Thursday, July 04, 2013

First Battle Report for Overlord

Beach Code Named Juno, 11.00hrs, D-Day.

After pushing off the beach, past the engineer's frantic activity, and the bustle of the unloading, C Squadron of the Sherbrooke Fusiliers pushed up at the request of an infantry company ahead of us. They'd been hit hard on the beaches themselves, and were down to nearly a platoon's worth of men. It seems that military intelligence was about as good as the bombardment that was supposed to clear the beach of defenders, because they'd run into a company of Jerry tanks. We'd been called up to clear them out, and keep the push going.

11.10hrs: I had sent one troop of Shermans ahead as a rapid assist force, and was bringing two other troops, and a unit of Achilles that were working their way up the beach. My final Sherman troop had been requested elsewhere, so we'd be fighting for the next few hours with only three troops. The commander of the tanks I sent ahead radioed back that they had encountered incredibly heavy fire, and that they were stopped in a field of crops. He also radioed back confirmation that we were facing StuGs. I got there with my 2iC shortly after, with the rest of my squadron hopefully just behind me, though having only a one-tank-wide gap off the shingle was making for slow progress.

11.15hrs: Well, he was right that we were up against StuGs: An entire company of the damn things, with a couple of bizarre, bus-sized vehicles with eight wheels. The tanks were all in a line not 100m away from me, but had yet to find me. I was less lucky with the 8-wheelers. They zipped up the road, and had barely popped into view around the hedge I was up against when they backed off before Cpl. "lucky" Leckie could swing the gun around. In a way I suspect this was for the best: I did not want to draw the attention of the StuGs before I had a decent force to hand.

I needn't have worried; they must've spotted some movement in the cornfield where my tanks were hiding, as they opened fire. All the shots seemed to drop short, and I realized they were trying to target the FOO we had with us.

11.20hrs: Still no sight of the rest of my Squadron. The FOO took his revenge on the StuGs, calling in fire from our artillery. He reported with some nervousness that the German fire was as yet ineffective, but that he'd seen a burst of short-range artillery from the SPs hit and destroy a tank ahead. My troop, assuming the Jerrys were shooting at them, opened fire on the biggest targets they could see, which annoyingly for me was the lesser threat of the 8-wheelers. I couldn't see any damage.

11.25hrs: It appears one of the StuG platoons is creeping through a forest ahead of me. I radio what I can see to the first troop in the cornfields, as shots fly around them, that if they're not careful they'll be surrrounded. The orders must not have gotten through fast enough, as two of the troop continued to fire at the 8-wheelers, while the other two opened fire at the StuGs. At least this time the ones firing at the 8-wheelers manage to take one out, and the ones firing at the StuGs do manage to brew up another.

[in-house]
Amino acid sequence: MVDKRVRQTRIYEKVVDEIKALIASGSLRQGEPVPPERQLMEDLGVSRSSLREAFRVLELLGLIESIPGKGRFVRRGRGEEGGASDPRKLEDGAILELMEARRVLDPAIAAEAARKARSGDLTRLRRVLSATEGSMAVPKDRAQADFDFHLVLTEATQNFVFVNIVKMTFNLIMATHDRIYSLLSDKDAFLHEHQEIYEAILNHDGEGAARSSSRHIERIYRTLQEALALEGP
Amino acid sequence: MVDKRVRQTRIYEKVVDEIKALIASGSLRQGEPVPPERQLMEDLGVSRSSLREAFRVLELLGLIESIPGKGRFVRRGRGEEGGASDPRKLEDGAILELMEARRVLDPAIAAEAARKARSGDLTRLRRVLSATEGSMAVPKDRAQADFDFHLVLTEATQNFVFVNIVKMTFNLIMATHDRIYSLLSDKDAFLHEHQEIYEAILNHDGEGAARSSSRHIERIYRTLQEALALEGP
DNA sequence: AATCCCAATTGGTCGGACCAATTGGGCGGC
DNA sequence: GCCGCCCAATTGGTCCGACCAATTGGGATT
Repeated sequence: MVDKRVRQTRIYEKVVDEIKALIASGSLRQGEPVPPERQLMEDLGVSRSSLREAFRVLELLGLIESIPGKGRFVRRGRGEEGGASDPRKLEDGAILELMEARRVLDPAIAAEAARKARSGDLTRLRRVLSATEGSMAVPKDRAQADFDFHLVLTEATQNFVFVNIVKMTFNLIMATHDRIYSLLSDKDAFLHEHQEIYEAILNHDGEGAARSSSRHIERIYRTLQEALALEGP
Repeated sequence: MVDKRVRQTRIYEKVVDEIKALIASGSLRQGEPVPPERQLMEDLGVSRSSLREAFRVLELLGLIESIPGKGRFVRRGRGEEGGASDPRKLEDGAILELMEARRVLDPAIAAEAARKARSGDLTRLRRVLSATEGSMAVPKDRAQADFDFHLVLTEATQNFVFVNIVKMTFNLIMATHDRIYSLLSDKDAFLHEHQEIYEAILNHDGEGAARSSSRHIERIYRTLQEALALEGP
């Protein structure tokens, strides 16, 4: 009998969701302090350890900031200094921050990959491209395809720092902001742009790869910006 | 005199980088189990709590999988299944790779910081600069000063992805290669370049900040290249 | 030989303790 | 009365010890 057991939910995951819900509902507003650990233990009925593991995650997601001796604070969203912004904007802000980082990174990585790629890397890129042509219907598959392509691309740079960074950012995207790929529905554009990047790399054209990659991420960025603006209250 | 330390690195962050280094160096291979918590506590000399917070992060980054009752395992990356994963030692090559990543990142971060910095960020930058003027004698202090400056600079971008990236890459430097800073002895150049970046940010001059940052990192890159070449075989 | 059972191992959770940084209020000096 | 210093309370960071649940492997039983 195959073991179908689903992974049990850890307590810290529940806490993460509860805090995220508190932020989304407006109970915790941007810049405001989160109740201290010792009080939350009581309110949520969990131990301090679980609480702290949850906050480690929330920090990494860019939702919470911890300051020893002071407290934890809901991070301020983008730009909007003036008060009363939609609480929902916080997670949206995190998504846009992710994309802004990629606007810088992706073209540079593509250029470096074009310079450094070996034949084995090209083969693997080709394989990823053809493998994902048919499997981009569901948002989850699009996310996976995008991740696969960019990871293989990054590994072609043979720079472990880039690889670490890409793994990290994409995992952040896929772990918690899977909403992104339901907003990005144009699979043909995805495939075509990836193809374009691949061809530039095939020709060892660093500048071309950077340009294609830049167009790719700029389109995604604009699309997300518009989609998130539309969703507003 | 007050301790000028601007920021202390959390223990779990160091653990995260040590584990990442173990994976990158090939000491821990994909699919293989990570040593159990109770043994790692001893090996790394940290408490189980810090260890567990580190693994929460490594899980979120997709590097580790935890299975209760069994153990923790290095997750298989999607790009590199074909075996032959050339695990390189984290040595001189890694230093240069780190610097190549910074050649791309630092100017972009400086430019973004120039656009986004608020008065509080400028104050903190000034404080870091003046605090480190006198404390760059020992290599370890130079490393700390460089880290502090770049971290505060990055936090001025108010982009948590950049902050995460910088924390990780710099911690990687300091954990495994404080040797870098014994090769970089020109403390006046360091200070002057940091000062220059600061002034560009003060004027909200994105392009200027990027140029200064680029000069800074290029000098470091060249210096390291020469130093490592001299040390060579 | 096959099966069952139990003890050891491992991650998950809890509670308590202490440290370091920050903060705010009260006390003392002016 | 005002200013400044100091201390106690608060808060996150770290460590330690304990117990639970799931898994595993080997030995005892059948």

11.30hrs: The FOO took a hit as I was attempting to warn him of the oncoming StuGs in the forest. I don't know if it was just the radio that was damaged, or if he's dead. I will try to find them after we deal with these bastards. The Firefly from Troop I managed to sight through the hedge bordering the wheatfield, and opened fire on the StuGs in the forest. The rest traded fire with the StuGs hunkered behind a stone wall ahead of them. So far, it seems the cornfield has been just as shell-proof for my tanks as that wall has been for them! Here's hoping that luck holds out.

11.35hrs: I receive frantic radio reports that the platoon of StuGs are breaking out of the forest, along with assurances that my second Troop is approaching. They can now hear the combat, and I've directed them around to the East, hoping they can flank these accursed tanks. It appears our luck is running out, as one of my Shermans takes a hit, and I see a number of figures pile out. I don't have time to count them, but I pray all five made it out safely. Behind me comes a great rumbling of the SP artillery opening fire again; it seems they too have noticed the loss of the FOO, and have decided to move up into view and open fire more directly. I can see their shells landing, and two more StuGs light up. I must remember to get them a round of drinks when we're able to sit.

11.38hrs: Holy Lord be praised, the second Troop just showed up, perfectly to the East of the StuGs! Concentrated fire from a full troop of Shermans and a Firefly seems to make light work of the StuG's side armour. I must report this to command, they'll want to know how to get rid of these things. Most of their tanks that were trying to sneak around are now burning or entirely wrecked, and the rest of the StuGs seem to be pulling back.

So that's the Infantry that owe us a drink, and us that owe the SP boys a drink. I managed to find the FOO, injured but alive, though his radio is a smoking wreck. We lost a few men caught in the Sherman, but made the Jerrys pay for each of them. I hate to write the letters home, but I'll be able to say they died fighting, and well.

[Mission was Pincer, Canadians defending, ended with a 6-1 after 4 turns. Sorry for no images this time, I didn't remember to bring my camera. Next time I promise!]

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